States are a conglomeration of people of all sorts. Some are in cahoots with the state for whatever its policy might be, while others are dissidents, not entirely accepting all these policies. The modern democratic system has a proclivity for political dissent and agitation, as these are concomitant with democracy. States are, thus, considered to be mothers to their citizens, accommodating all of them despite their diversity. For Pakistan as a state, several of its children have been unruly. The roots of this do not lie in their stubbornness, but in the very attitude of the state itself. The festering wound of Balochistan is something that Pakistan has left untreated over decades, even aggravated through its constant neglect. This issue is widely debated upon and solutions of all sorts are advised, but the upheavals in Balochistan have, nevertheless, remained ceaseless. Baluchistan has lost its hundreds of sons fighting the state and the insurgency there still haunts the rulers in Islamabad.
Violence is something abhorrent for all those who believe in humanity and its sanctity. Wielding arms for any cause might be a consequence of continuous deprivation of fundamental rights, as has been the case in Baluchistan, but this never means that a sane mind should condone it as a solution. Killing innocent people who have no say in the distribution of resources and retaliating by violence in the face of violence is the principle of jungle. Civilized human societies do not opt for such uncivilized ways. Anyone who is deprived of his due rights can pursue a more civilized path for agitation, instead of killing those who are not directly responsible for their deprivation. But this never exonerates those who are responsible for the deprivation. No human being has a proclivity to relentlessly murder others, unless they are pushed to that point where the doors of violence thrust open. No young man ascends to mountain tops with weapons unless something forces him to do so. There are underlying reasons for such acts. People turn into vigilantes when law fails them.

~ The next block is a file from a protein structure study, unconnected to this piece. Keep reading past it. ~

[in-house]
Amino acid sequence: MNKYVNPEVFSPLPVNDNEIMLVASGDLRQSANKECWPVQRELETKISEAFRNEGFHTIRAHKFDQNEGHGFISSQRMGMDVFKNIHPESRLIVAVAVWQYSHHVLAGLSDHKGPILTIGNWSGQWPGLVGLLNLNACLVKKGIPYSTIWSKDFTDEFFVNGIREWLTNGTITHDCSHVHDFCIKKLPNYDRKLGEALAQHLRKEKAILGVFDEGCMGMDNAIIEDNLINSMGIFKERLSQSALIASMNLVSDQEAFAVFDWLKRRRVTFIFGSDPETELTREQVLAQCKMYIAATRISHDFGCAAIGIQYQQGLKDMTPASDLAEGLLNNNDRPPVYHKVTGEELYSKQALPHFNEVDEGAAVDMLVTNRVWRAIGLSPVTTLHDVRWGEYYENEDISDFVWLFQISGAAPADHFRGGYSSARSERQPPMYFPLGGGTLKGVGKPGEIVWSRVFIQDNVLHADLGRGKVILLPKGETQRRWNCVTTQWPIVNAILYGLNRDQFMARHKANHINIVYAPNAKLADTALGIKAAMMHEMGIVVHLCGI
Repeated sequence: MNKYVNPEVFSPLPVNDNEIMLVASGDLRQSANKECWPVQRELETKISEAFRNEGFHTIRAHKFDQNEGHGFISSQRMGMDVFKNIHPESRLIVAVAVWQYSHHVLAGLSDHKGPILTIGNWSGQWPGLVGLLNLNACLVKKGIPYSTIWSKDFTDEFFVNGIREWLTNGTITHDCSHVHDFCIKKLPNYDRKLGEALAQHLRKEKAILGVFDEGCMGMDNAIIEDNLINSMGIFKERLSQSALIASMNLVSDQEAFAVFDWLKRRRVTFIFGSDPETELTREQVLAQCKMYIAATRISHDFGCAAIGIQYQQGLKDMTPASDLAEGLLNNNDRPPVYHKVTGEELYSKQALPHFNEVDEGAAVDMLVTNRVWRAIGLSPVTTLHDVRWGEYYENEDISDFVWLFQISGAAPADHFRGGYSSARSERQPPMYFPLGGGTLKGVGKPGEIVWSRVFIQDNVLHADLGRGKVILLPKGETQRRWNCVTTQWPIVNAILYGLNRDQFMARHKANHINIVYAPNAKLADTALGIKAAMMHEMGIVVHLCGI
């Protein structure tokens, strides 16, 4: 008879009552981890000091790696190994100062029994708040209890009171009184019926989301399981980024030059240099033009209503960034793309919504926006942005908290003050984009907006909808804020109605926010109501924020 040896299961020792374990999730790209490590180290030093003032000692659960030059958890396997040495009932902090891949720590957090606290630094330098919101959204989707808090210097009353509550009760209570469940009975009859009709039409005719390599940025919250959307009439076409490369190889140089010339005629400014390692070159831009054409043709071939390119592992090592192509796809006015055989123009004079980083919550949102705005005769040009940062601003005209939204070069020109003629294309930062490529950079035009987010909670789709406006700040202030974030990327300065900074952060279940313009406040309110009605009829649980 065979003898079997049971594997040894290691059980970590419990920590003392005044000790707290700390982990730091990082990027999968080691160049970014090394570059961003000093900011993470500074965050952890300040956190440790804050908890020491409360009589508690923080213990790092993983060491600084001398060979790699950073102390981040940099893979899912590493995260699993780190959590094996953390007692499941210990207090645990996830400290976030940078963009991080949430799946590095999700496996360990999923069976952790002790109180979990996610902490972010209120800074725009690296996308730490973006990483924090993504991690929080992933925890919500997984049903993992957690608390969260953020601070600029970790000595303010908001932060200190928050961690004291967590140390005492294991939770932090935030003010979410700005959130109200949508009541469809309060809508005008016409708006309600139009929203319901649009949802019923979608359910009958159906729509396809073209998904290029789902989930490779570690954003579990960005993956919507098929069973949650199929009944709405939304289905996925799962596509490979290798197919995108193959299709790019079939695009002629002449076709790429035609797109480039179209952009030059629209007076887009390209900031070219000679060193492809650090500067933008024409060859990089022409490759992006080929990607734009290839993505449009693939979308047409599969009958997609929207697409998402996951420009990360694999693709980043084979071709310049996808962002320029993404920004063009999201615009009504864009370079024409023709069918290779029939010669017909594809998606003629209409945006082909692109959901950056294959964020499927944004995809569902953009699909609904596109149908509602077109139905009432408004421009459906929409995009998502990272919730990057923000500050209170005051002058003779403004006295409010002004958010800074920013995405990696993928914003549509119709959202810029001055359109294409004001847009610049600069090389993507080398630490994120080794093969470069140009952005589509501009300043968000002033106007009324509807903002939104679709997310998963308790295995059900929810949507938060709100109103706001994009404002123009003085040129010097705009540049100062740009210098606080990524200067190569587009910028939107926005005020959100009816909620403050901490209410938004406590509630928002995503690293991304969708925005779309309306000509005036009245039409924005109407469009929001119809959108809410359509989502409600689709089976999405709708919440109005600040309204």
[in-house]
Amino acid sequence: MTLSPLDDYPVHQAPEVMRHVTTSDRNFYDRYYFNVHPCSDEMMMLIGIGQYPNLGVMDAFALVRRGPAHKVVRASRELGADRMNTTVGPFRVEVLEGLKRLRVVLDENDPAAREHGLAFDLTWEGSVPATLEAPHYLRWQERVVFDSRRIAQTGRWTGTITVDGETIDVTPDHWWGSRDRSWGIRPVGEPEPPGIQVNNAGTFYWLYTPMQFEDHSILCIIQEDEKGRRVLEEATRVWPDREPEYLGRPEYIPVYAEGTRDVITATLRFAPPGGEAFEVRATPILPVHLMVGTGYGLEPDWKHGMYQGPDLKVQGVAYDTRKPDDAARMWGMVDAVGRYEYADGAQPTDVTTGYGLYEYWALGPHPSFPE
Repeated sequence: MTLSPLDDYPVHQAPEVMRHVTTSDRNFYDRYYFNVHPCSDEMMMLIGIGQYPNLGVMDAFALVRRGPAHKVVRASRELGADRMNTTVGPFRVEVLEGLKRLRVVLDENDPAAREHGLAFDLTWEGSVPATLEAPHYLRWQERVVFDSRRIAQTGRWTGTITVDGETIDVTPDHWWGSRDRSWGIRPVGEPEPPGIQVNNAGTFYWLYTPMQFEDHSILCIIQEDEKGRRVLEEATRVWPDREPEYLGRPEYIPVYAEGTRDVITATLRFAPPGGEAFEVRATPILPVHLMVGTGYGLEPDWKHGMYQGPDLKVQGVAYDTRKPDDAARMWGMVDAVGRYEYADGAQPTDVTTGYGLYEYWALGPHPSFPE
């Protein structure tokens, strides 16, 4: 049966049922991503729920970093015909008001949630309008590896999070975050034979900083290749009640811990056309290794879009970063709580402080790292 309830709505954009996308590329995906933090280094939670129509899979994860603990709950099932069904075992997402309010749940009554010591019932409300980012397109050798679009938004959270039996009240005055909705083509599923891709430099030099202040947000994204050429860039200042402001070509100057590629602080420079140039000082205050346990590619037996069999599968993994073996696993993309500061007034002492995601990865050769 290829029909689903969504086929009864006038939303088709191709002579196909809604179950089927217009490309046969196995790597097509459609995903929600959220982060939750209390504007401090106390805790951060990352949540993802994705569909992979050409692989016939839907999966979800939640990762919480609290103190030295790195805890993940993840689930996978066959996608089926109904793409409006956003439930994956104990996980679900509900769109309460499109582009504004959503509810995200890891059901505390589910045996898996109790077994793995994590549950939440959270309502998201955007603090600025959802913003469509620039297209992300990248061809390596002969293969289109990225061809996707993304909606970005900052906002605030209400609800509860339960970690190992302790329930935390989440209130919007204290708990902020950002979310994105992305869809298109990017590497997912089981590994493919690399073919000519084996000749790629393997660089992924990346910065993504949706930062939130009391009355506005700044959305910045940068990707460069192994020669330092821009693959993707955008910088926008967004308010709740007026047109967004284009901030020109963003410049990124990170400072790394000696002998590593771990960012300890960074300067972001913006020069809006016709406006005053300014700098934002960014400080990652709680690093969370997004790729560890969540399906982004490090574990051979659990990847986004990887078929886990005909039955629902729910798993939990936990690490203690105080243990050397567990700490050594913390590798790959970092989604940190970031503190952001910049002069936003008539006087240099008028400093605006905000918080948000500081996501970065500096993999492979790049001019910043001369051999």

Shah Dad Baloch was a fertile mind, hailing from Balochistan. A graduate of Quaid-i -Azam University Islamabad, he was a civilised human being as we have come to know from his colleagues and teachers. An older video depicts his suave attitude, where he was raising the question of deprivation in Balochistan in a well-mannered way. Moreover, he was never known as a hyper-nationalist. What was it that changed him so abruptly? Why did he become a militant (as is claimed by some quarters)? Shah Dad was a CSS aspirant who wished to serve the state. What turned him into an anti-state element? These questions will never be answered, but we all know the tacit underpinnings of security operations.
For a person who is still not the victim of mindless indoctrination, Shah Dad was nothing but an unruly child of the state. His unruliness emanated from his acknowledgement of the misery of his people. He became unruly when he was harassed for being what he was.
The state has, however, employed an iron fist to discipline its children and Shah dad is not the only victim this hard attitude. Baloch people have endured treatment this for decades. Those responsible for all this mess need to understand the fact that gunning down these individuals is not the plausible solution. Their grievances need to be addressed. The ethnic profiling they are subject to needs to cease. Otherwise more Shah Dads might be waiting to give up their lives.